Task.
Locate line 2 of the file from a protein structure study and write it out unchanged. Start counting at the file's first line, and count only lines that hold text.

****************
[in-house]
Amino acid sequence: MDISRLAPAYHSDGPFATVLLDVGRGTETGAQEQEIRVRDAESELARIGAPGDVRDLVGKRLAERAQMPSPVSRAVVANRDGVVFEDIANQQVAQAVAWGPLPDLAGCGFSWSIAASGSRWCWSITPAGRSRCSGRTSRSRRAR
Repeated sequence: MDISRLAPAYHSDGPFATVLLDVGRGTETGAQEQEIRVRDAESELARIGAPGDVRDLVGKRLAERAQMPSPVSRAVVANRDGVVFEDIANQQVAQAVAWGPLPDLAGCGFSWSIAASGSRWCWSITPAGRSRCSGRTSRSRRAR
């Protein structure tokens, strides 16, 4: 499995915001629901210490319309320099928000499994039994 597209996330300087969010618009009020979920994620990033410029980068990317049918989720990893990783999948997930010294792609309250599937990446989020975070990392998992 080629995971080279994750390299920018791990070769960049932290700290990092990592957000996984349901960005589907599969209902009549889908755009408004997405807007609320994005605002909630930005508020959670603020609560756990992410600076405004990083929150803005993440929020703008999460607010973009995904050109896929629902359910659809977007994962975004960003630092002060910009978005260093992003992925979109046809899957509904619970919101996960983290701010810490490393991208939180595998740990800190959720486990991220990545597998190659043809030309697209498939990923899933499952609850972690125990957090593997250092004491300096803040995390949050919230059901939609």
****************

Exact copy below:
Amino acid sequence: MDISRLAPAYHSDGPFATVLLDVGRGTETGAQEQEIRVRDAESELARIGAPGDVRDLVGKRLAERAQMPSPVSRAVVANRDGVVFEDIANQQVAQAVAWGPLPDLAGCGFSWSIAASGSRWCWSITPAGRSRCSGRTSRSRRAR